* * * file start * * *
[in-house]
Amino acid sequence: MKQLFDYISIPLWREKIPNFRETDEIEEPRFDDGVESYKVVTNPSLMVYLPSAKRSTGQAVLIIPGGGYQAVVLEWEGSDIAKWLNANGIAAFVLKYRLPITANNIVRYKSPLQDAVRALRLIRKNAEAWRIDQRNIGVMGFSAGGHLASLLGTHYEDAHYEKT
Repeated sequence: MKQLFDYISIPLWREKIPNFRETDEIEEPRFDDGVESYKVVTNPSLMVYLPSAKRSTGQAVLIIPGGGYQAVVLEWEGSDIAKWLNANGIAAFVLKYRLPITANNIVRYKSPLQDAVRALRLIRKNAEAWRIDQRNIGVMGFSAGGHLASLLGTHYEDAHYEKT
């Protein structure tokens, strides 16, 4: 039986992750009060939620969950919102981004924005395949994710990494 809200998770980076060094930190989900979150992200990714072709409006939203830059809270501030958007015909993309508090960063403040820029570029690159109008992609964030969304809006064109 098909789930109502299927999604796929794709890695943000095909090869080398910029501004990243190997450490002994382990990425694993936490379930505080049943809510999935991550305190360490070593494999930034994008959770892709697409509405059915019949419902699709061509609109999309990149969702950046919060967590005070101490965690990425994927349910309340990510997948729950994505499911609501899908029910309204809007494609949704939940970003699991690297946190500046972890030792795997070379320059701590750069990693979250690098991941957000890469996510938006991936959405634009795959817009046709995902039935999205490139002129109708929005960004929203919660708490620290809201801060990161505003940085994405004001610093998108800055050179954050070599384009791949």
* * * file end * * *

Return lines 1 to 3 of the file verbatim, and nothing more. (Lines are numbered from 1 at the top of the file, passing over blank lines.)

[in-house]
Amino acid sequence: MKQLFDYISIPLWREKIPNFRETDEIEEPRFDDGVESYKVVTNPSLMVYLPSAKRSTGQAVLIIPGGGYQAVVLEWEGSDIAKWLNANGIAAFVLKYRLPITANNIVRYKSPLQDAVRALRLIRKNAEAWRIDQRNIGVMGFSAGGHLASLLGTHYEDAHYEKT
Repeated sequence: MKQLFDYISIPLWREKIPNFRETDEIEEPRFDDGVESYKVVTNPSLMVYLPSAKRSTGQAVLIIPGGGYQAVVLEWEGSDIAKWLNANGIAAFVLKYRLPITANNIVRYKSPLQDAVRALRLIRKNAEAWRIDQRNIGVMGFSAGGHLASLLGTHYEDAHYEKT